Murrah survivors group wants review of denied requests for aid
BY ZIVA BRANSTETTER World Enterprise Editor
Thursday, November 15, 2012
11/15/12 at 7:11 AM
Read the letter: View the text of the Survivor Tree Committee’s letter about the proposed audit.
Get background on the bombing: View the Tulsa World’s continuing coverage of the Oklahoma City bombing and past stories about the disaster relief fund.
Related story: Editorial: Survivors owed answers.
A group representing survivors of the 1995 Oklahoma City bombing has sent letters to Gov. Mary Fallin and other officials asking that an audit of a relief fund review how many requests for help have been denied.
The letters, sent by three women who have formed the "Survivor Tree Committee," were sent Wednesday to Fallin, former Gov. Frank Keating and former Oklahoma City Mayor Ron Norick. Keating and Norick were in office when the Alfred P. Murrah Federal Building was bombed on April 19, 1995, killing 168 people and injuring hundreds more.
The nonprofit Oklahoma City Community Foundation oversees the Oklahoma City Disaster Relief Fund, which still contains about $10 million in remaining donations and the interest earned on invested donations.
"The audit should include all the requests for assistance since the fund was established," states the letter from the Survivor Tree Committee. "The documentation must include phone conversations, letters of request, letters of assistance, and all denial correspondence be it by phone or written. This form of correspondence needs to include what was paid or how much was denied and for what reason."
The letter is signed by Deloris Watson, Gloria Chipman and Holly Sweet. Watson's grandson, P.J. Allen, was seriously injured in the building's day-care center. Chipman's husband, Robert Chipman, was killed in the bombing. Sweet, of Tulsa, said she donated funds after the bombing, when an estimated $40 million was contributed to help victims and survivors.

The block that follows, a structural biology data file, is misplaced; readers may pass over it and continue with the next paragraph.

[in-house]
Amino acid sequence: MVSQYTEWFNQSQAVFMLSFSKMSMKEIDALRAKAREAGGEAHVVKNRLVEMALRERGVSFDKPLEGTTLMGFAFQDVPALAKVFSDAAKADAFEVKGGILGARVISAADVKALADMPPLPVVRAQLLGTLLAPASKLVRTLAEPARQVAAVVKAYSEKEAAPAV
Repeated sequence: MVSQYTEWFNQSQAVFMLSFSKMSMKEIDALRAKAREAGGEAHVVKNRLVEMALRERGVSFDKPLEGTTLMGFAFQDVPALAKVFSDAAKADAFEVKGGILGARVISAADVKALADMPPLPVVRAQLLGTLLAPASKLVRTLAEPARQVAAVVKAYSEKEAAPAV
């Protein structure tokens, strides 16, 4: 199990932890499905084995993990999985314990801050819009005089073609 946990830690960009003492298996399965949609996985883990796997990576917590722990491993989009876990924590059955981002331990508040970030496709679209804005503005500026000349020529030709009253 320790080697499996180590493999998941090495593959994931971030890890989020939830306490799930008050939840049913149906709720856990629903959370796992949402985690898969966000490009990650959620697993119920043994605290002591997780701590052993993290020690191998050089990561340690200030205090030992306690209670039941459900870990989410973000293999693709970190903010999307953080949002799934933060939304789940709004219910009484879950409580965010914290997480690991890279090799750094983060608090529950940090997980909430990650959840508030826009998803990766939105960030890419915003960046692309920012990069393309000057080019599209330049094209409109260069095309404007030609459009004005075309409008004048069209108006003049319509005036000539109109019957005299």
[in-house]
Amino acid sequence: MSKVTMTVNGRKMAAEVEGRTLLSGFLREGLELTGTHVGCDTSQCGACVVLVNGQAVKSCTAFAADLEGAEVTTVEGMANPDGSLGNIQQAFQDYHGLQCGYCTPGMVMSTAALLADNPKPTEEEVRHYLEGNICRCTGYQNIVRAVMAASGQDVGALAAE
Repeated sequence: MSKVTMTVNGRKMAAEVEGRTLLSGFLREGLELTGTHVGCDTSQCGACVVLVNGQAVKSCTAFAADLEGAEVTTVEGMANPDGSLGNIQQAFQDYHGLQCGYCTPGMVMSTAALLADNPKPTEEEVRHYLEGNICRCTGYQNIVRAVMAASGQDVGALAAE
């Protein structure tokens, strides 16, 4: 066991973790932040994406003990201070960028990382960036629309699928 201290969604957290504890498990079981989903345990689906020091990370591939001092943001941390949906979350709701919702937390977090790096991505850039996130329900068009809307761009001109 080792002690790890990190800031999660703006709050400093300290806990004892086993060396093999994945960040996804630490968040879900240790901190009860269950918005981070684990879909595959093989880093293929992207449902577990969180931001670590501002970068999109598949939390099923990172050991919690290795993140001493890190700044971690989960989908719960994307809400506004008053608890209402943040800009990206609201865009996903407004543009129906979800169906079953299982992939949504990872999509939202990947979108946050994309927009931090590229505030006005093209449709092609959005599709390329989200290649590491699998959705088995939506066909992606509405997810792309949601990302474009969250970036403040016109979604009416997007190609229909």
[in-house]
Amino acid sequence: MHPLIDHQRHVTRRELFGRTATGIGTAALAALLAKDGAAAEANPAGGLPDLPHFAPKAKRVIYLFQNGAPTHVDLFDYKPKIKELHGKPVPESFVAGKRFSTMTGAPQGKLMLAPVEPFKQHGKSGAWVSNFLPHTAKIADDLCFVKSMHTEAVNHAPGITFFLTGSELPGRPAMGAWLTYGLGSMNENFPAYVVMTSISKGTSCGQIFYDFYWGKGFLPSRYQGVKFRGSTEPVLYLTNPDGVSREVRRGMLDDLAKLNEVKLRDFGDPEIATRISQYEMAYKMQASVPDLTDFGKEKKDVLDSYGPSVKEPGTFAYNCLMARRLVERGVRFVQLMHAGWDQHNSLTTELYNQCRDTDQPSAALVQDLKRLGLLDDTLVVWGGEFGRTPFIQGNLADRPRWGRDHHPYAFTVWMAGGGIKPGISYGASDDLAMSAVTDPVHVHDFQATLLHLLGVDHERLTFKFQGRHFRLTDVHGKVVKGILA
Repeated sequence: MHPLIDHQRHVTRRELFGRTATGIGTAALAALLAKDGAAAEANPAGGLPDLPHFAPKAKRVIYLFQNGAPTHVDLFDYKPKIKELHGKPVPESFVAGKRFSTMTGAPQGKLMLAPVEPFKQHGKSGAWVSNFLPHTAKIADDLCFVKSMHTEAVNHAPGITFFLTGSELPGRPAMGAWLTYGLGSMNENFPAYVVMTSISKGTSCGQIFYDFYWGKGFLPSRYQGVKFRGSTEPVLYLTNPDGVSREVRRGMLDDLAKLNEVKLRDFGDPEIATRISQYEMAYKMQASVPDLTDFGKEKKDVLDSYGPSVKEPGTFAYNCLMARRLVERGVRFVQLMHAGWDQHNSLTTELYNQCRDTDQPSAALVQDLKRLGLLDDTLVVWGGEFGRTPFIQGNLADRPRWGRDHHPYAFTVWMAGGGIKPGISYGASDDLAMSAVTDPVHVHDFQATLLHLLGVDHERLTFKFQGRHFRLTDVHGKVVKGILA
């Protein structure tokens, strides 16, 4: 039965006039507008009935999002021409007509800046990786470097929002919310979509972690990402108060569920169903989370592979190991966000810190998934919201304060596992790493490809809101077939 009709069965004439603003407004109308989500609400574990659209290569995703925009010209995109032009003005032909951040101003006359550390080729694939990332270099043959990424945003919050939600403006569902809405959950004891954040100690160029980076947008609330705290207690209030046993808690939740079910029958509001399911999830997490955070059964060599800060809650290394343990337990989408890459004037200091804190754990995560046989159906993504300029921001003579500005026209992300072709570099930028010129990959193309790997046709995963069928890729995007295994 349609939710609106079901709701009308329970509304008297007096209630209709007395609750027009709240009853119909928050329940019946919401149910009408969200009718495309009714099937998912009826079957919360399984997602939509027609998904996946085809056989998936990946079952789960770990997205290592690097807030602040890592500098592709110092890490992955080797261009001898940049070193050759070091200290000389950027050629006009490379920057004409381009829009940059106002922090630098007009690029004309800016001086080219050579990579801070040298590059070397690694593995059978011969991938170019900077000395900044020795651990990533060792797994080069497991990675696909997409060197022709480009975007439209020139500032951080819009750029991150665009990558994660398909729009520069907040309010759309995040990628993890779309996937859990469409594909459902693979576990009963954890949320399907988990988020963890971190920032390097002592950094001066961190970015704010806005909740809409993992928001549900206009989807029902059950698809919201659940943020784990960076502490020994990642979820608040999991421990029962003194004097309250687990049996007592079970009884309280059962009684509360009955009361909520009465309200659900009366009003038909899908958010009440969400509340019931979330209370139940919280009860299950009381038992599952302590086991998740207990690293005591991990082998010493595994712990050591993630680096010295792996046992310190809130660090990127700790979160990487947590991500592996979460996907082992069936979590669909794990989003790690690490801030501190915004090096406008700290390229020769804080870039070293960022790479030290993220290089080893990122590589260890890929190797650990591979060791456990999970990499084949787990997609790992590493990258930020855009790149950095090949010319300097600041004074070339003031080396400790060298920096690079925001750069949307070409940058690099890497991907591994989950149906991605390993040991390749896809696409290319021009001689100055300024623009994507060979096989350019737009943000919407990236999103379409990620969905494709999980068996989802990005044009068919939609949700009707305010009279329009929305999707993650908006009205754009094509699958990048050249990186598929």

Some survivors have told the Tulsa World the foundation has denied requests for assistance with medical expenses, education and other needs.
The foundation - an umbrella organization overseeing more than 1,200 funds - has denied the allegations, saying they are either inaccurate or are misunderstandings. It says it has spent about $11 million of the $14.6 million it received to assist survivors since 1995 and that funds remain because they have been invested wisely.
Records show that in 2005, the foundation set aside more than $4.4 million in earnings from the Disaster Relief Fund for other purposes, donating $20,000 to other disaster funds following tornadoes in Joplin and Alabama.
The survivors' group has asked that the needs of all survivors be studied and that the remaining funds be distributed among them.
Following Tulsa World stories regarding the survivors' concerns, the foundation announced last week that the fund would be audited. The foundation's news release said it would "engage an independent auditor in Oklahoma City to conduct the audit with the consultation of Governor Keating and Mayor Norick."
The Survivor Tree Committee's letter, dated Nov. 14, states: "It has been announced in the press that OCCF intends to begin an audit to clear themselves of allegations; they denied assistance to survivors of the bombing. We did not call for an audit, we requested that Kenneth Feinberg be called to do a study, audit, review of files, conduct town hall meetings, and distribute the monies."
Feinberg is an attorney who has been dubbed the "pay czar." He has helped determine distribution of donations and federal funds to survivors of the 9/11 terrorist attacks, the BP oil spill and shootings at Virginia Tech and a Colorado movie theater.
Feinberg said he would conduct such a review of the Oklahoma City fund at no charge if requested by policy makers.
"Our allegation is that in addition to denying survivors access to the donations, the treatment by the OCCF staff was designed to discourage people from seeking assistance," the letter states. "In regards to the audit itself, the allegations are not about misspending. It is non-spending that is the primary complaint among survivors of the bombing."